Overview

Challenge students to produce a list of words from A-Z, each of which has something to do with the topic being consolidated or revised. If time is available, these can then be converted into a rhyme or song. Ideas can then be shared in the format of a team competition. The case study that follows was inspired by the existence of not one, but two genuine ‘slavery alphabets’ I discovered that were used by the abolitionist movement in the early nineteenth century, but the concept can be adapted for any topic whatsoever. It can also be tested in a variety of ways, some ideas being listed in the ‘taking it further’ part of this post.

Case Study: The Slavery Alphabet

In the grand final of my “Apprentice” roleplay when studying the abolition of slavery, one of the tasks given to the three finalists (and their hand-picked teams) involves producing a “Slavery Alphabet” poem to raise awareness of the horrors of the middle passage and life on the plantations. I start them off by reading out the first two lines of a genuine ‘handbook against slavery’ produced at the time:

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The remaining 24 letters of the alphabet are then divided between the three teams (C-J, K-R, S-Z). Teams are then given a limited amount of time to decide upon which words are most powerfully associated with the topic, and (if they are given sufficient time) to turn these into full lines of the poem – ideally, with rhyme incorporated.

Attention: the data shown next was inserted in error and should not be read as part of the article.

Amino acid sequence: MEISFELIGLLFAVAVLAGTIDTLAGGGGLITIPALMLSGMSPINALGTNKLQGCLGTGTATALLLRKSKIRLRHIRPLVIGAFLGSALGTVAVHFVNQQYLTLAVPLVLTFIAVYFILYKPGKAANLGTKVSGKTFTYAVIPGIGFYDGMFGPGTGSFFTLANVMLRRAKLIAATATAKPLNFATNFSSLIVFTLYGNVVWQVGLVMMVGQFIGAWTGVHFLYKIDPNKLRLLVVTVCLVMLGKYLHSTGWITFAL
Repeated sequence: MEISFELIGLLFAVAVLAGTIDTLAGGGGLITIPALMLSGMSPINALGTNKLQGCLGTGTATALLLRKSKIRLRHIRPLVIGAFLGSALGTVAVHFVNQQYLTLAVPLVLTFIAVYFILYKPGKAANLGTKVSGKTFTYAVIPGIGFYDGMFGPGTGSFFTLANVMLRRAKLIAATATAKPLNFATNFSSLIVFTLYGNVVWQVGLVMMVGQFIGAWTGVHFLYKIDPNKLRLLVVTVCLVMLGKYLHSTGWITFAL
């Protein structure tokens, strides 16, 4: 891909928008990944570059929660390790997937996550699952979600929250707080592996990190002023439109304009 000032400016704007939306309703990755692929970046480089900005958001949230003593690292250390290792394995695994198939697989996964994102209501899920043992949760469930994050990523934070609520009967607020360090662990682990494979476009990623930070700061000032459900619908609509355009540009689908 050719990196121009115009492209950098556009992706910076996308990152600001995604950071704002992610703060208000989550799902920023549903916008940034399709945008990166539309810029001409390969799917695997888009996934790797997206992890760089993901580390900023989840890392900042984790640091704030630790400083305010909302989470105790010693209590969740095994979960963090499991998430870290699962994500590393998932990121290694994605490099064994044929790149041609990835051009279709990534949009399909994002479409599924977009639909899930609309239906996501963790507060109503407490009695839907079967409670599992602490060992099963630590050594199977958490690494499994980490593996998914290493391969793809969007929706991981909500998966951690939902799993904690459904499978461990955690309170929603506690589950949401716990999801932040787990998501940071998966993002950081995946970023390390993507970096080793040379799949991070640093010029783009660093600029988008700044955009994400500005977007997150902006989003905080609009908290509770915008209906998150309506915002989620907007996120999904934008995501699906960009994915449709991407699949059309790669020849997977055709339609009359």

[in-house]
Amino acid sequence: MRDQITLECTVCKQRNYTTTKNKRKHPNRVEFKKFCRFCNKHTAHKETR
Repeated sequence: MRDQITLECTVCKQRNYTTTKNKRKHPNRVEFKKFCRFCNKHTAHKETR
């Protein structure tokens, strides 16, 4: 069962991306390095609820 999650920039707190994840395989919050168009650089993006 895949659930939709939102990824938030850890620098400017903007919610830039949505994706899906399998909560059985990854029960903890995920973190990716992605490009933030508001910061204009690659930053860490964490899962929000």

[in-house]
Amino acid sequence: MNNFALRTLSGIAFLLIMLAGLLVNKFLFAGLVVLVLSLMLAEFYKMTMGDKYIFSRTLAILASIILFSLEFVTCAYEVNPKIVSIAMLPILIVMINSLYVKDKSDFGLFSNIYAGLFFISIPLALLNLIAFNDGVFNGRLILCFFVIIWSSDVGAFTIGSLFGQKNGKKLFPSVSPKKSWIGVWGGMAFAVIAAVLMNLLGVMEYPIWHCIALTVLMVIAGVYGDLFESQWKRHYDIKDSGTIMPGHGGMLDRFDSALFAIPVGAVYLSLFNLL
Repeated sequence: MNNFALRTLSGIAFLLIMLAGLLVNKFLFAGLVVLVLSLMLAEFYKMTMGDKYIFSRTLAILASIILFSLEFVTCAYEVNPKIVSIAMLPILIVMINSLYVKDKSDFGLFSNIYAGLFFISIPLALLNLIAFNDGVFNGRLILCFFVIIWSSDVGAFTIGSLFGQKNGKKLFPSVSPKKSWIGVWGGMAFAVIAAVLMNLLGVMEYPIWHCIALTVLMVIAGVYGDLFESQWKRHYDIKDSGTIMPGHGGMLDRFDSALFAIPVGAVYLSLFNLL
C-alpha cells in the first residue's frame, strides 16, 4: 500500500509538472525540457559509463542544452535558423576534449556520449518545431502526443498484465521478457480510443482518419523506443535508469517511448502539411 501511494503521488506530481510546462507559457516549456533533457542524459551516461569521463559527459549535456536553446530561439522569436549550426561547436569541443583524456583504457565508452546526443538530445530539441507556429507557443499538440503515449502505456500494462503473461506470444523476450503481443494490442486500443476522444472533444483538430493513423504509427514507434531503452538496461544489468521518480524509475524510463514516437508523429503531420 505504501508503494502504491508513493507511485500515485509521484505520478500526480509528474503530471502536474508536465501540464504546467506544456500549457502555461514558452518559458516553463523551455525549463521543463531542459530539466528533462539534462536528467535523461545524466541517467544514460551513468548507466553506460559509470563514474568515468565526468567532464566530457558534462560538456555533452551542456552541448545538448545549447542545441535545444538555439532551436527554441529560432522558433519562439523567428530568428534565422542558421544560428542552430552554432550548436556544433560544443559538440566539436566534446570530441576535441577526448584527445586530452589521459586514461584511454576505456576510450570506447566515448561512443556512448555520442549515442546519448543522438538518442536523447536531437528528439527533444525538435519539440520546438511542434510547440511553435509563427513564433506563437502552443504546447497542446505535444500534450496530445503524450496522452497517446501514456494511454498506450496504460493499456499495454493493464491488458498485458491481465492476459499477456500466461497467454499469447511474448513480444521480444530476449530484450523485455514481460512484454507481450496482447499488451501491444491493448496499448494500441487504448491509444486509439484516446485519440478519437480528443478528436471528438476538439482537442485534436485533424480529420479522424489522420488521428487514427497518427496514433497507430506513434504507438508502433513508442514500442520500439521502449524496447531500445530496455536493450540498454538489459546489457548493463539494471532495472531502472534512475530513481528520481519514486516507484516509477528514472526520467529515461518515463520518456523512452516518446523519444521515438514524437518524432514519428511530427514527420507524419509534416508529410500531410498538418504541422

When they are finished, we read out the first team’s ideas, then compare them to the choices made by another ‘Slavery Alphabet’:

Students can be asked to comment on which words they thought were particularly interesting, effective or confusing choices and the teacher can elaborate and explain further as necessary.

Taking it further

The “A-Z” approach can be used to help students to consolidate or revise knowledge for any topic.

Different students could focus on different pairs of letters and produce two illustrated (and rhyming) lines of a poem which can be collated together as a whole class display.

The teacher could conduct a team challenge where letters of the alphabet are randomly chosen from the ClassTools name picker and teams score points if they can successfully nominate a relevant word starting with that letter and explain its relevance to the key question being studied (in the example above, this was ‘What were the most inhumane aspects of the slave trade?’). Other students can take notes and then write up their findings in the form of a triangle 9 diagram or similar.

Another quiz format could be a ‘blockbusters’ board with letters of the alphabet placed within it. Each team takes it in turn to nominate one letter, give a word starting with this, and explain its relevance to the topic, to ‘shade’ it their colour. The ‘white’ team has to join up a chain of hexagons vertically, the ‘blue’ team (which should be a bit larger as there are more to join up) horizontally.

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Links

RJ Evans, The Anti-Slavery Alphabet: A Remarkable 1846 Primer for Children ~ Kuriositas (Available at: http://www.kuriositas.com/2013/07/the-anti-slavery-alphabet-remarkable.html, last accessed 10th January 2017)

The Slavery Alphabet, YouTube (Available at: https://www.youtube.com/watch, Last accessed 10th January 2017)

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